Sunday, October 11, 2015

Avalanche Press and WW2

Avalanche Press interrupted my focus of late on re-basing my French and Indian War models by releasing the long-awaited (at least by yours truly) third game in their Panzer Grenadier series trilogy of the North African Campaign of World War 2. An Army at Dawn - obviously a nod to the book of the same name by Rick Atkinson - lets you play out the end game in Tunisia in 40 different scenarios. If you own two earlier games in the Panzer Grenadier series, Desert Rats and Afrika Korps, you can play nearly 150 scenarios covering the whole campaign with all of the relevant forces. 

If you hadn't guessed, my interest in these boardgames is related to my collection of MicroArmor. Like ArkieGamer, I was considering Spearhead by Arty Conliffe (along with the Blaze Across the Sands scenario book) for my WW2 gaming, but when I found the Panzer Grenadier games, with single stands representing platoons (like Spearhead) I found a fun boardgame system that would convert easily to MicroArmor and 4" hexes. All but the largest scenarios will fit on a 5' x 9' table or smaller. I like hexes for this operational scale, as they provide an easy way to represent direct fire on individual units in a hex as well as "area bombardment" that effects an entire hex.

One big advantage of these games for me is the focus on scenarios - some are as small as a dozen units per side, permitting the game to be learned with small fast games, and permitting armies to start small and be built up over time.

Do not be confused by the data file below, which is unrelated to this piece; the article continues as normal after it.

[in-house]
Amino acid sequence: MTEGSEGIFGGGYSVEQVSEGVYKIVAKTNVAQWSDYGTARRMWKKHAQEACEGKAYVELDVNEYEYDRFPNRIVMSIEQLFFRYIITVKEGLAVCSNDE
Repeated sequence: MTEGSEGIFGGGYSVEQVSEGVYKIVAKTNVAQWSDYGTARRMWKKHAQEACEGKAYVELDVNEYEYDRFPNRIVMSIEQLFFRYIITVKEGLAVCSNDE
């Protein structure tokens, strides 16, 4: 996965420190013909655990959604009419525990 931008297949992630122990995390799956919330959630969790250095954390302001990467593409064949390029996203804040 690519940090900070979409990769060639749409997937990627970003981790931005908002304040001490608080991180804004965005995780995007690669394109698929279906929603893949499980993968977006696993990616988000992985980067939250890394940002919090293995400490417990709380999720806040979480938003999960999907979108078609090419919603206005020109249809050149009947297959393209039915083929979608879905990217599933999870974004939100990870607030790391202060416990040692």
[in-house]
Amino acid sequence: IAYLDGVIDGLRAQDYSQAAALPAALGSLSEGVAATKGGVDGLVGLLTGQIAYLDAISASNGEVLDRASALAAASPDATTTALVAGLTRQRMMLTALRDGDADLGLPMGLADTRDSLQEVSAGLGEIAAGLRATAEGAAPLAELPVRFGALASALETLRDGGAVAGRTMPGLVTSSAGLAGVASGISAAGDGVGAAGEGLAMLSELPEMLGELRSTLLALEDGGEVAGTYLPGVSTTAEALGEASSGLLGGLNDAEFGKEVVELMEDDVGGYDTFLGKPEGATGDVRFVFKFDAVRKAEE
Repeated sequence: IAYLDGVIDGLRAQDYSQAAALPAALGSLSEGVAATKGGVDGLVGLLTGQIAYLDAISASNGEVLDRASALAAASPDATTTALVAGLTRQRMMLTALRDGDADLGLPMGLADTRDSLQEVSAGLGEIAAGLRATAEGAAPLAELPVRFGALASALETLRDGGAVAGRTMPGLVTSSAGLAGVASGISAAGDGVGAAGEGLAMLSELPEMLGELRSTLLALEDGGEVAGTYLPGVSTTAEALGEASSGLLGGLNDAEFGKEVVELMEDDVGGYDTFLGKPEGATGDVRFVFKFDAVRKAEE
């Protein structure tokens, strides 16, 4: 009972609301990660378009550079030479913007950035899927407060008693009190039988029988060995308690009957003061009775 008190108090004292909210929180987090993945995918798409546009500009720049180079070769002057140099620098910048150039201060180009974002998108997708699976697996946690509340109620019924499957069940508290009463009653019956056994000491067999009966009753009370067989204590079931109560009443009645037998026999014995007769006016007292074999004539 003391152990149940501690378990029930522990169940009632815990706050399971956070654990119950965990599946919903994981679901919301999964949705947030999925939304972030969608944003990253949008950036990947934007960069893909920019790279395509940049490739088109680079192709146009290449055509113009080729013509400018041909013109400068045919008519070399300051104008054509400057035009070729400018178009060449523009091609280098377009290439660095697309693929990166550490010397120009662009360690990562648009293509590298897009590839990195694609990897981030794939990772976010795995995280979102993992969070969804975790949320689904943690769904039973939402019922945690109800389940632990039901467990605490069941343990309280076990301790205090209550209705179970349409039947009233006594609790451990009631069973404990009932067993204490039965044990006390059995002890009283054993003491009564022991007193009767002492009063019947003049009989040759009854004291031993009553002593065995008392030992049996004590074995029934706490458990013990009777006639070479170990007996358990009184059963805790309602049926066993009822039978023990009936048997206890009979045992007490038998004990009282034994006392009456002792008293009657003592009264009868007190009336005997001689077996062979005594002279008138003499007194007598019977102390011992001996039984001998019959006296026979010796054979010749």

You can download the Fourth Edition Panzer Grenadier series rules here if interested. 

See ya!


  1. Very interesting! I've never played Panzer Grenadier. How complex are the rules on a scale of 1-10? Will you be using a hex system like Terrainmaker, or making your own?

  2. Hi! The box art notes the "Difficulty Level" at 2 out of 5 stars. It's definitely no more difficult than Spearhead and I find the artillery rules in particular easier. Units/stands/chits are platoons, like in Spearhead. Combat uses a typical boardgame "sliding" CRT. The command system is the heart and simple enough - leaders are activated each turn who then activate units, as well as other leaders within their chain of command (adjacent hexes) who can then activate units. . . so a single activation with well placed leaders can have a cascading effect that is great fun to make happen!

    There is a one-page summary of the rules on the Avalanche site that captures the system pretty well. The rules are in their 4th edition so are pretty clean.

    I have both Terrain-Maker™ and Hexon™ hexes so will use one or the other - both have pros and cons. I am still considering Command and Colors:Ancients™ for 15mm so Ancients may get the Hexon™ as entrenchments and anti-tank ditches will be easier with the foam style terrain : )

  3. Thanks for the run-down on the rules. I may have to pick up a copy, and will be watching the development of your project with interest.

    I've been sorely tempted to pick up some Terrainmaker hexes and give them a try. I have the Normandy terrain guide from GHQ, and the results they show in that booklet are fantastic.